Today, the most unusual way to light the Hanukkah candles could very well be the original way that these candles were lit.
A candle contains oil and a wick. The wick lets us alight and burn the oil, which rises up the wick. The oil and the wick will set ablaze only when the oil seeps into the wick, which then lights up the candle.
This depiction of lighting a Hanukkah candle is not unusual in and of itself. However, if we look at what this process represents, then it would appear unusual to anyone who was raised thinking that lighting a candle begins and ends with an external action alone.
Rather, the process is an internal one.
The wick represents the rejection of light, i.e., the rejection of receiving pleasure for self-benefit.
The oil represents the fuel that we have to reject self-aimed pleasure. However, the oil cannot burn by itself. We thus need to understand that we change our growing desire to enjoy for self-benefit by working to invert it into its opposite form: a desire to love and bestow. It is written about this change: “The evil angel becomes the good one,” and “The angel of death becomes the angel of life.”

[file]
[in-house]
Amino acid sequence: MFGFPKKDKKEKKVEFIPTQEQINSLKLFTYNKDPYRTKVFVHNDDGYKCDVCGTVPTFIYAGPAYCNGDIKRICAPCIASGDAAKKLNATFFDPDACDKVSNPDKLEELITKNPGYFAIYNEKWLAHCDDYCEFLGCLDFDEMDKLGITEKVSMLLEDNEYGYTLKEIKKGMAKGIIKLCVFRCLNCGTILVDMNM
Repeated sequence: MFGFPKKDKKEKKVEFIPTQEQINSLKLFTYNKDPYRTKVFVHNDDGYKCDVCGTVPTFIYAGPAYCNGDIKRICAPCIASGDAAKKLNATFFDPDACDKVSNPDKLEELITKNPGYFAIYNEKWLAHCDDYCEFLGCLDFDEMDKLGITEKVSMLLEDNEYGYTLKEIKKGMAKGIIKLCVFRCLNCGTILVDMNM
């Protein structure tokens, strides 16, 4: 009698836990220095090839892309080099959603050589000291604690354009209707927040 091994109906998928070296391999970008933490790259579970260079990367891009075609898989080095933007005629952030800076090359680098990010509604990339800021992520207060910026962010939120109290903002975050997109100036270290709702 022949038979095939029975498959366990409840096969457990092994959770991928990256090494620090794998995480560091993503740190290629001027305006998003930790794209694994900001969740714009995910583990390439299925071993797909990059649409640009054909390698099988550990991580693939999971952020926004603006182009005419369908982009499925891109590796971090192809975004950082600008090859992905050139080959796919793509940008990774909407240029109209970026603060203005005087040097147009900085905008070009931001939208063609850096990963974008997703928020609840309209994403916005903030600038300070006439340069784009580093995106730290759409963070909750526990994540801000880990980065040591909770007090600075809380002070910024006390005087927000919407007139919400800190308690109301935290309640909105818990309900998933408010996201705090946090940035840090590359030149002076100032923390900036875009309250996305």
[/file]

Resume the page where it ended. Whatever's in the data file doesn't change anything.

The Maccabees found a cruse of oil because they had been trying to positively connect to each other in order to attain the quality of love and bestowal. They could light that oil because they had great resistance to those who bowed before Greek idols and constructed Greek temples in Jerusalem. The Greeks represent the will to control our desires, i.e., that we reason first and foremost that we personally benefit from a certain effort.
The war of the Maccabees is a war that we conduct within. When we overcome our resistance to love, bestow and positively connect to others, we change the hatred that fuels our conflict into a wick in the oil, which we can light.
Therefore, the cruse of oil with a wick represents a person’s inner spiritual work of rising above desires for self-benefit, and entering into a new desire to love, bestow and positively connect to others.
When the Maccabees overcame the resistance of their reason, which dictates that self-benefit should always prioritize and justify benefiting others, and they unified, then they found the cruse of oil where they were able to insert the wick into and light. In other words, they changed their desire for self-benefit into a desire for love, bestowal and positive connection, and the upper light—the quality of love and bestowal—illuminated their souls.
That is the Hanukkah miracle.
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